Our lawyers work remotely, and while all are top tier trained in Australia, they are scattered around the globe; we have lawyers all around Australia, in the Netherlands, in Oman, we even had one who was in Poland for a while – but now she’s back in Australia.  While for lawyers this is part of the beauty of You Legal, there’s also a benefit to clients because we essentially have a night shift. This means faster turn-around times and better service.

For non-legal work we frequently check out freelancing sites for talented people with the skills to assist us on our journey.

 

You recently won the 2015 Telstra Business Women’s Award in the Start Up Category. What did you attribute your success to?

Growth and Innovation. We just grew so quickly. Within our first two years we have grown from just me to a team of nearly 20 that helped over 200 clients.

 

Trust your gut and back yourself.  Making decisions as an entrepreneur can be difficult but only you know the best way forward.  There is no time for self-doubt.

 

Law firms, by the very nature of the work, are convention and tradition bound. While there are some new business models slowly emerging, I think it’s still exciting and intriguing to see something different in the legal space.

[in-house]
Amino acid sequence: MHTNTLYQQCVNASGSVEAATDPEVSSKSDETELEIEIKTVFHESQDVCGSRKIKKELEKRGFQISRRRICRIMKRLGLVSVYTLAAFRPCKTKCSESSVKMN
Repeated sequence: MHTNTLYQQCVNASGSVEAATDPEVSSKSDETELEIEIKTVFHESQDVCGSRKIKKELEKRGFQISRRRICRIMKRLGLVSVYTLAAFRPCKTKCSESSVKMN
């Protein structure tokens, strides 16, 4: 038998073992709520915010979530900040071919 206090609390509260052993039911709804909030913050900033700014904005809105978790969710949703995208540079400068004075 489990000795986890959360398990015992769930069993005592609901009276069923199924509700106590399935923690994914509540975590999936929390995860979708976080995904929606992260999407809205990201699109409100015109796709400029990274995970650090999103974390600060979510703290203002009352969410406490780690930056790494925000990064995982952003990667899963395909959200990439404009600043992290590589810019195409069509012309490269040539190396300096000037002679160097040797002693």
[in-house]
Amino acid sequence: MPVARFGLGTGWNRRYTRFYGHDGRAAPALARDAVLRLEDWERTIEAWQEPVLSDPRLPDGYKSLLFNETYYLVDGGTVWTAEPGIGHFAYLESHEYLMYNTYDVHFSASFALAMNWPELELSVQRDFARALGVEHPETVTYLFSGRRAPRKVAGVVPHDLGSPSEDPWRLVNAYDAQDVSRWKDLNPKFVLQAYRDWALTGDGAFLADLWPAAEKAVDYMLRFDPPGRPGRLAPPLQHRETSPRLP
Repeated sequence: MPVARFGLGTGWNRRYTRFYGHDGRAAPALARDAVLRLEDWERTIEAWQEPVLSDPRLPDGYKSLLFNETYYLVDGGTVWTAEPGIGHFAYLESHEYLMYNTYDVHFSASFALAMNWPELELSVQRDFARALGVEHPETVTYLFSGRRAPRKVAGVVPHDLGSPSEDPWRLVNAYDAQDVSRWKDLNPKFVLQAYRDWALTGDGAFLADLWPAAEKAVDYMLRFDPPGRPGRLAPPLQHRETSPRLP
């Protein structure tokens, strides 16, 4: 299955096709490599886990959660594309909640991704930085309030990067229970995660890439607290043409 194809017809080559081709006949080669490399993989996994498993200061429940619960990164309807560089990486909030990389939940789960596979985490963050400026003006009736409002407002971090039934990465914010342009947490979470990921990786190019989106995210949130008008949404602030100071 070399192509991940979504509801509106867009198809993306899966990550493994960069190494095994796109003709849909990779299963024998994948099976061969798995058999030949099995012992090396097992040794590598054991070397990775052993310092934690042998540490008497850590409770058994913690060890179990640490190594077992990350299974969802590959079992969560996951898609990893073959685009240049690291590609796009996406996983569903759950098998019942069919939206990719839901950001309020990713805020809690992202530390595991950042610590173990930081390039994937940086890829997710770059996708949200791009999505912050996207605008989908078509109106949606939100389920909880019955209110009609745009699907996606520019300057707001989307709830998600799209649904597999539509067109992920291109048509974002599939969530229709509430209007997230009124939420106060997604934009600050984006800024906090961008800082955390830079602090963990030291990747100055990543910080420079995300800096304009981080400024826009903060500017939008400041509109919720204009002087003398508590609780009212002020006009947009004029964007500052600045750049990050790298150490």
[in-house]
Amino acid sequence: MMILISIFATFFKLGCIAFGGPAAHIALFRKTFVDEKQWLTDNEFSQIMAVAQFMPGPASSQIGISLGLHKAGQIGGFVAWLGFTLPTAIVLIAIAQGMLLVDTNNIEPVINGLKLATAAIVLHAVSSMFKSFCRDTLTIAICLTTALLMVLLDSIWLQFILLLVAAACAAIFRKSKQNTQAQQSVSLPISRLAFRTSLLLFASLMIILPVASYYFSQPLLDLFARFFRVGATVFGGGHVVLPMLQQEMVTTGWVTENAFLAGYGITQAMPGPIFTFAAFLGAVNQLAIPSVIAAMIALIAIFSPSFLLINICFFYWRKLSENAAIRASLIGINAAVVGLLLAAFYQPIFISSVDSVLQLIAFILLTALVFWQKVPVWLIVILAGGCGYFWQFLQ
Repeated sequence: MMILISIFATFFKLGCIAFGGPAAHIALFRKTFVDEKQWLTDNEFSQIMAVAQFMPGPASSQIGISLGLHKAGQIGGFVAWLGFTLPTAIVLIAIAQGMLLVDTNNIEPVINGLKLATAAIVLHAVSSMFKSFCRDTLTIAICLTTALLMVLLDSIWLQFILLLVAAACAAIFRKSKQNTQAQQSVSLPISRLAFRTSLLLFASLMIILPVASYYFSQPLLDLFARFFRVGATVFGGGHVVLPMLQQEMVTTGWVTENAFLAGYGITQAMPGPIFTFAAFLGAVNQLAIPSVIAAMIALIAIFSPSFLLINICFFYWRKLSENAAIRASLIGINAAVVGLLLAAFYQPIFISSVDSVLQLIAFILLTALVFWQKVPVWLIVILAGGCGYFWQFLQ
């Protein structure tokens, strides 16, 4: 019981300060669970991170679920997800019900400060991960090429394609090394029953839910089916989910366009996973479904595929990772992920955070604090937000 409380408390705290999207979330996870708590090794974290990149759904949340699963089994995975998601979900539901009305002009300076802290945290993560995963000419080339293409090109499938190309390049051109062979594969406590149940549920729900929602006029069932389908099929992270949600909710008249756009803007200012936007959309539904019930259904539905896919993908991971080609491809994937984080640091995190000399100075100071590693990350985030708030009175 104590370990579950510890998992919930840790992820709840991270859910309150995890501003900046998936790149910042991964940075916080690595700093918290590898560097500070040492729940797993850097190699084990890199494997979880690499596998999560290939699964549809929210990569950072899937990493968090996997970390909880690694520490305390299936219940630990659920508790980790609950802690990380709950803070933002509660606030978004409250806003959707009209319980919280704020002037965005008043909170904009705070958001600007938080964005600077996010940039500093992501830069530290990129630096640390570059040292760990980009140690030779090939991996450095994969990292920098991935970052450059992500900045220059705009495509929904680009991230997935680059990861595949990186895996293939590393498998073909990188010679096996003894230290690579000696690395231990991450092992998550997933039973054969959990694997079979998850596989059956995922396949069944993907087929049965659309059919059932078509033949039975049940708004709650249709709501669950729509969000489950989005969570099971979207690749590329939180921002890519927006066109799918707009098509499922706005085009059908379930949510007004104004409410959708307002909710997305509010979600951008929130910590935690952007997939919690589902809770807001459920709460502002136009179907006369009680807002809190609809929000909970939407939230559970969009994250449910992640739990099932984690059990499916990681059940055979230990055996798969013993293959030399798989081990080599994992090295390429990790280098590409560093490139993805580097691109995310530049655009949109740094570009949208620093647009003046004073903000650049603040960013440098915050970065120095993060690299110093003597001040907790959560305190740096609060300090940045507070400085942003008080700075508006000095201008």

Additionally, it was a good story, and we shouldn’t forget the power of storytelling in business.  Everyone encounters adversity in their lives, and a story of not only overcoming it, but ending somewhere better is timelessly compelling.

What does the future hold for You Legal?

More growth. The model is proving very successful and we’re considering rolling it out to other services such as financial services or maybe migration.

Productising services to make them more efficient and cost effective for our clients is important to us, we have already done so with one service, Growth Shield, and are looking for more.

 

What inspired you to start your business?

Necessity is the mother of invention. I had too much work to do myself and I saw an opportunity to get other people working in a way that would work for their lives as well as our clients.

What are some of the most important things one has to focus on in order to run a successful business?

Sometimes entrepreneurs forget the basics, if you’re not selling anything, you are not running a business. Work out if you have something that people want to buy and if you do, and people buy it, then you have a business.  I’m really passionate about this topic because I think a lot of people waste a lot of time trying to sell a product that people don’t need.